'Tis the Season to Abolish the Family
We need to talk about the family. For those who are lucky, families can be filled with love and care, but for many they are sites of pain: from abandonment and neglect, to abuse and violence. Nobody is more likely to harm you than your family. Even in so-called happy families, the unpaid, unacknowledged work that it takes to raise children and care for each other is endless and exhausting. What if we could do better?
Do family abolitionists want to get rid of your Gran? Do they hate love? Are they all killjoys looking to rip the roots of working class resistance apart? Find out all this and more in this episode of the Verso podcast with author Sophie Lewis in conversation with Ben Smoke.
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See our Gift Guide and all our reading lists, including The Year in 10 Books, Radicalize Your Niblings, Radical Happiness, Tis the Season to Abolish the Family, Understanding the Cost of Living Crisis, Christianity and Anticapitalism.
What if family were not the only place you might hope to feel safe, loved, cared for and accepted? What if we could do better than the family?
The most influential theory of the origins of women’s oppression in the modern era, in a beautiful new edition.
An integrated overview of the long transition from feudalism to capitalism, illuminating the far-reaching changes in familial relations from peasant subsistence to the making of the modern working class.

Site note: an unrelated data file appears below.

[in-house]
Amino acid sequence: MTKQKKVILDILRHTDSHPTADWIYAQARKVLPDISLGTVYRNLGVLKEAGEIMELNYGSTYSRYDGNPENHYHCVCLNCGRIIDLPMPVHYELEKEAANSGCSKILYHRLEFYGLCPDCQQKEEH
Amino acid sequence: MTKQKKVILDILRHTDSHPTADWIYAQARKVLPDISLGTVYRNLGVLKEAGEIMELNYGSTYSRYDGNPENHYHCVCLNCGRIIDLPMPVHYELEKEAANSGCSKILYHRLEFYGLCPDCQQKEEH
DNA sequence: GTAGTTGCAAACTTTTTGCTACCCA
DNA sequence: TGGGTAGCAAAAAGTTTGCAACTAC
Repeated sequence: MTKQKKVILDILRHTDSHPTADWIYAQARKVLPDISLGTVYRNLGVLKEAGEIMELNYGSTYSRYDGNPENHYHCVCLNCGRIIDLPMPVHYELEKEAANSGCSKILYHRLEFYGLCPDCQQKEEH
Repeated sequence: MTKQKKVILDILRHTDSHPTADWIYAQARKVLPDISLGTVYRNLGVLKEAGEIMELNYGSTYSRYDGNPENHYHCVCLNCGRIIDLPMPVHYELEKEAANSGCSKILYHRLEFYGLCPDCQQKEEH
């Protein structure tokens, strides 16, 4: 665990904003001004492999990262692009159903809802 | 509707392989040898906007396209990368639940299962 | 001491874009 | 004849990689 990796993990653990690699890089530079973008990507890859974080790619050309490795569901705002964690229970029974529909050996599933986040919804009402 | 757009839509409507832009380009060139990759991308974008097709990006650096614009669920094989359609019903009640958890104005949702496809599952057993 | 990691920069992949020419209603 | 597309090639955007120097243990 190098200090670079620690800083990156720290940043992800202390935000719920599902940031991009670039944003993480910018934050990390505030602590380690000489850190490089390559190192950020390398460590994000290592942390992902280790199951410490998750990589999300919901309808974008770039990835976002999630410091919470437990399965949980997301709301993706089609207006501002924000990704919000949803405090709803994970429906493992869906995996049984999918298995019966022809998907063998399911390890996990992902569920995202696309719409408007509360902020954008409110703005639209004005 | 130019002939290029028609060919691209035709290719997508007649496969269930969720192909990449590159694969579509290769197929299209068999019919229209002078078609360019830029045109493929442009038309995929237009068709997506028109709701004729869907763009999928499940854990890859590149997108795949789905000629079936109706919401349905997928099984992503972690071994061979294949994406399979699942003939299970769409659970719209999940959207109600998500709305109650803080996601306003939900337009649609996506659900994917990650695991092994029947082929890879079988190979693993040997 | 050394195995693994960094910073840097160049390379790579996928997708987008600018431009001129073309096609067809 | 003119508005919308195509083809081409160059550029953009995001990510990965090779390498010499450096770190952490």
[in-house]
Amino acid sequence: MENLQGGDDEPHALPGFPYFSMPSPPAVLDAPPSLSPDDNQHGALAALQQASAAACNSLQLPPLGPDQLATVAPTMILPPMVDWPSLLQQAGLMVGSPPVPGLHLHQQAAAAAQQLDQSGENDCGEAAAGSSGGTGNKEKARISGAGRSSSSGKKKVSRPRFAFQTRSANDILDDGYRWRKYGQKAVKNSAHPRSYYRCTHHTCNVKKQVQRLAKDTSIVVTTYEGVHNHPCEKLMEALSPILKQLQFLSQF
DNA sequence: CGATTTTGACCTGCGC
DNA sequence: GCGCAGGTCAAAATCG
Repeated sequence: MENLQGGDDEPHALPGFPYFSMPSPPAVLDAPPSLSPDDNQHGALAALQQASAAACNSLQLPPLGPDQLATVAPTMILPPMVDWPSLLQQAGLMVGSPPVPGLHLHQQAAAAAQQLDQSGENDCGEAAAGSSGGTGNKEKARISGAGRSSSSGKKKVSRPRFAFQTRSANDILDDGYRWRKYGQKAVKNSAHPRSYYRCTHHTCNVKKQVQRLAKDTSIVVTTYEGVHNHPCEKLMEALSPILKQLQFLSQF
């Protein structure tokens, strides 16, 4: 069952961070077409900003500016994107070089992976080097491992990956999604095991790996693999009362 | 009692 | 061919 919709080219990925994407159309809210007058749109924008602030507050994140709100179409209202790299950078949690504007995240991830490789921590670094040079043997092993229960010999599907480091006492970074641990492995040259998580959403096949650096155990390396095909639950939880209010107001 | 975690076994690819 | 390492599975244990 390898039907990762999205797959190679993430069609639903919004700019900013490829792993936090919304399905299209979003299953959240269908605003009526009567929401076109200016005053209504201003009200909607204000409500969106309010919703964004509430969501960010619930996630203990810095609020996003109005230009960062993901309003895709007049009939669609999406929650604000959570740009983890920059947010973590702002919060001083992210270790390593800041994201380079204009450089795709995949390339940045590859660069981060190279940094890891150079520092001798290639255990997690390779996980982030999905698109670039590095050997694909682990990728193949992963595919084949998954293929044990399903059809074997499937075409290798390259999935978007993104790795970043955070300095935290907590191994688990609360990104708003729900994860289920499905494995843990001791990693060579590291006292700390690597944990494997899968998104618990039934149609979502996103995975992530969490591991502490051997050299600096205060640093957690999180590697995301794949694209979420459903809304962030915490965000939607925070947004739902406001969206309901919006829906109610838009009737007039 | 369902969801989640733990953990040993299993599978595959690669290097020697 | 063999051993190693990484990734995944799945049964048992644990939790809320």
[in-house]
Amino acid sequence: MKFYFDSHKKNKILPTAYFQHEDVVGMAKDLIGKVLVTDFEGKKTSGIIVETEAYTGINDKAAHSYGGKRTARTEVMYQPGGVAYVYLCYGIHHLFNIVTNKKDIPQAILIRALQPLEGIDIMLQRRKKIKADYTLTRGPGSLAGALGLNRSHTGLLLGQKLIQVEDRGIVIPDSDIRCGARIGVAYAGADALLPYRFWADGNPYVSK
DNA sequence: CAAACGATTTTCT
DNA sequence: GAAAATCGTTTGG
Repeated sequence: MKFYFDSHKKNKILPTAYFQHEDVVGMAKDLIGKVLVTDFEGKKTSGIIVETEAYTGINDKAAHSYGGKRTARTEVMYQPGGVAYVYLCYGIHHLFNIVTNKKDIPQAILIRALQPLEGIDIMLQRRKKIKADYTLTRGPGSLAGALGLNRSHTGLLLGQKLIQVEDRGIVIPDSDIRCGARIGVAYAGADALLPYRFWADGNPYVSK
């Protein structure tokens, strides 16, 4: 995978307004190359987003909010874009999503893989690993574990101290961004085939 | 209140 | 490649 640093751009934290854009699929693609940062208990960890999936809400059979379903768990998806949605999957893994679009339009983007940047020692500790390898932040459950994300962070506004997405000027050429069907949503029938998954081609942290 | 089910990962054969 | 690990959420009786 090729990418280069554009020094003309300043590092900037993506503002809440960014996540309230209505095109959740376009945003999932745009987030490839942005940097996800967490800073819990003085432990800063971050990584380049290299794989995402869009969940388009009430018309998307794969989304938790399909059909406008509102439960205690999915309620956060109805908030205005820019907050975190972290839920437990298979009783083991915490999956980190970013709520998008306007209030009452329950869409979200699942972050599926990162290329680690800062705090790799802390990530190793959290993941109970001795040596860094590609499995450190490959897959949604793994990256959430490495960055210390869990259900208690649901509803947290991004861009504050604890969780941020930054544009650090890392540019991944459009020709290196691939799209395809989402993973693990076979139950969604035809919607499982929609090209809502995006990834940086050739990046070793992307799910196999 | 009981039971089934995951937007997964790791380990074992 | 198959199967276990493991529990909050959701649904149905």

Sensitive but uncompromising socialist-feminist critique of the nuclear family.
Current debates about the future of the family are often based on serious misconceptions about its past. Arguing that there is no biologically mandated or universally functional family form, Stephanie Coontz traces the complexity and variety of family arrangements in American history.
Taking collective responsibility for children would radically transform our notions of kinship, helping us to see that it always takes a village to make a baby.
On the fraught bonds between daughters and their fathers, women and the patriarchy.
“To mother is to murder, or close enough,” thinks Johanna, as she looks at the spelling of the two words in Norwegian. A cat and mouse game of surveillance and psychological torment develops between a middle aged artist and her aging mother in Vigdis Hjorth’s latest novel.
Godelier argues that the changes of the last thirty years do not herald the disappearance or death agony of kinship, but rather its remarkable metamorphosis—one that, ironically, is bringing us closer to the “traditional” societies studied by ethnologists.